“Is it right at this unique time when millions of law-abiding citizens are at home, for the government to be able to spy on their internet searches and web browsing without a warrant?” Wyden asked the Senate ahead of the vote today.
Section 2703(f) takes advantage of the stored nature of digital communications by requiring providers to actively copy and store communications and other account data, interfering with the owner’s privacy and property rights and creating a database of private information kept just in case law enforcement decides to come back with a warrant later.
“Should law-abiding Americans have to worry about their government looking over their shoulders from the moment they wake up in the morning and turn on their computers to when they go to bed at night? I believe the answer is no. But that’s exactly what the government has the power to do without our amendment.”
Rather than attempt to tackle the issue head-on and try to get the proposal for allow search histories removed entirely, Wyden pushed for greater protections to be placed around the new power.
After the government appealed, the FISC allowed the FBI to continue to use backdoor searches to invade people’s privacy—even in investigations that may have nothing to do with national security or foreign intelligence—so long as it follows what the appeals court called a “modest ministerial procedure.” Basically, this means requiring FBI agents to document more clearly why they were searching the giant 702 databases for information about Americans.
They would mean the Feds would be required to show probable cause to a court before they can demand access to someone’s web browser history – meaning they would have to prove to a judge that they had good reason to suspect the person of a crime and that their browser access would help in the investigation of that crime.
It’s a long-standing protection that Wyden and others have repeatedly tried to add to the more controversial aspects of spying laws introduced after the September 11, 2001 attacks but have so far consistently fallen short of introducing. The amendment received 59 votes – one less than it needed to pass. Thirty-seven senators voted against the amendment but attention has turned to the four senators that didn’t vote, including former presidential candidate Bernie Sanders (I-VT). The three others were Lamar Alexander (R-TN), Patty Murray (D-WA) and Ben Sasse (R-NE). Anyone of them would have pushed the amendment forward.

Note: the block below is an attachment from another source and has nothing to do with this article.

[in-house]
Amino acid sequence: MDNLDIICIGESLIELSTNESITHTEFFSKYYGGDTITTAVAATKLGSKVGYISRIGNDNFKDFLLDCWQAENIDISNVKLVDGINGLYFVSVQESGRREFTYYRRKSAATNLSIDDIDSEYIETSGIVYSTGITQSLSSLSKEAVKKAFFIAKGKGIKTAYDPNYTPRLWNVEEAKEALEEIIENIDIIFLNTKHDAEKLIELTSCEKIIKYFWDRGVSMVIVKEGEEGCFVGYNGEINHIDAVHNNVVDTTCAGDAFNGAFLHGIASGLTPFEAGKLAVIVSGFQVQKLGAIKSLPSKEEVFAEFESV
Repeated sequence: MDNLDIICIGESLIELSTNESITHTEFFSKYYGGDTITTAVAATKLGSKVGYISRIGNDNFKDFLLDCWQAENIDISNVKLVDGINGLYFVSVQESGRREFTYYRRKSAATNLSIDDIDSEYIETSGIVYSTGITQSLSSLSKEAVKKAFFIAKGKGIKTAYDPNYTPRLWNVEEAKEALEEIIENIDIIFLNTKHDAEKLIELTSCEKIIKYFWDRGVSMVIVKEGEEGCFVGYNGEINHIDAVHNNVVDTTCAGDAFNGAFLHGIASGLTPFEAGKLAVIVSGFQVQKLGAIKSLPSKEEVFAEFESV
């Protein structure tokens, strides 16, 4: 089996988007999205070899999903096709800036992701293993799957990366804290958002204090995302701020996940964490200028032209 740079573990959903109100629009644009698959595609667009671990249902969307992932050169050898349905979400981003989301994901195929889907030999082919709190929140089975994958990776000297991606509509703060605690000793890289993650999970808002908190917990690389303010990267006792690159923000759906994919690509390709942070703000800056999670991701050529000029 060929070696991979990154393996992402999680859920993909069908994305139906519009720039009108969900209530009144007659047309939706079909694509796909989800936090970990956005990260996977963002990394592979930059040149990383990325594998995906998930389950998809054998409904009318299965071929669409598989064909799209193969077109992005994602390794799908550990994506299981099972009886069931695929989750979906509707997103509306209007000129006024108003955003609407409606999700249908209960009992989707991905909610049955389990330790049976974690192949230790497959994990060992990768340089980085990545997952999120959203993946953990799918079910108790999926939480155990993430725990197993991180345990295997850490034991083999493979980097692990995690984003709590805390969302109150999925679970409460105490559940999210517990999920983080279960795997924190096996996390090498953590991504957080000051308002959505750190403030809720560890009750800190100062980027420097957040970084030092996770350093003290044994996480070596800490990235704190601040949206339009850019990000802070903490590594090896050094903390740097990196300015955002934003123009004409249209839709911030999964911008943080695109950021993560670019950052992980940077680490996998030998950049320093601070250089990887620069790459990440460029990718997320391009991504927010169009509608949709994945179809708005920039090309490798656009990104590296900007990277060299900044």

Going backwardsA aforementioned planned addition to the PATRIOT Act, drafted by Senate leader Mitch McConnell (R-KY), explicitly allows for the collection of search and browsing data in section 215 of the law. It doesn’t require probable cause, meaning that in reality, the FBI will be able to go to ISPs and demand web-surfing histories on individuals without requiring to produce any evidence of wrongdoing.
Worse, thanks to a controversial and highly questionable series of legal interpretations devised by the FBI, that browsing data is likely to be stored and made readily available to other law enforcement across the country with a simple search.Section 215 of the Patriot Act has repeatedly been shown to be ineffective, expensive, and quite likely unlawful. The government’s own Privacy and Civil Liberties Oversight Board (PCLOB) recently said in a report that the measure had cost US taxpayers $100m – and resulted in just one useful lead in over four years.
US Congress: Spying law is flawed, open to abuse, and lacking in accountability – so let's reauthorize it
Edward Snowden revealed had been interpreted wildly by law enforcement to grant it the right to seize call logs and browsing records directly from ISPs and telcos: an interpretation that was subsequently found to be unconstitutional and was scaled back. In his speech today, Wyden called Section 215 “the most controversial and dangerous provision… because it is so vague and so broad. Under Section 215, the government can collect just about anything so long as it is relevant to an investigation. This can include the private records of innocent, law-abiding Americans. They don’t have to have done anything wrong. They don’t have to be suspected of anything. They don’t even have to have been in contact with anyone suspected of anything.”
Coincidentally, EFF had organized a briefing of congressional staff the day after the Times report on the controversial surveillance law used to conduct telephone record surveillance: Section 215 of the Patriot Act. As we told Congress, it is long past time to end the telephone records program for good.
The proposed reintroduction of the ability to gather search records, especially without any warrant requirement, is an extraordinary step backwards, particularly when many thought that Section 215 might be scrapped entirely.
The surveillance powers actually expired in March but the Senate is reviving it and a vote on a final version of it is expected this week.Using HTTPS connections will, we imagine, somewhat thwart the FBI's harvesting of web histories: details such as the exact URL visited will be shielded within encryption that the ISP and Feds can't peer into without some shenanigans, though domain-name look-ups can be observed. Tunneling and DNS-over-HTTPS will take care of that, to some degree, depending on how you've set yourself up. ®
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Don't Renew Section 215 Indefinitely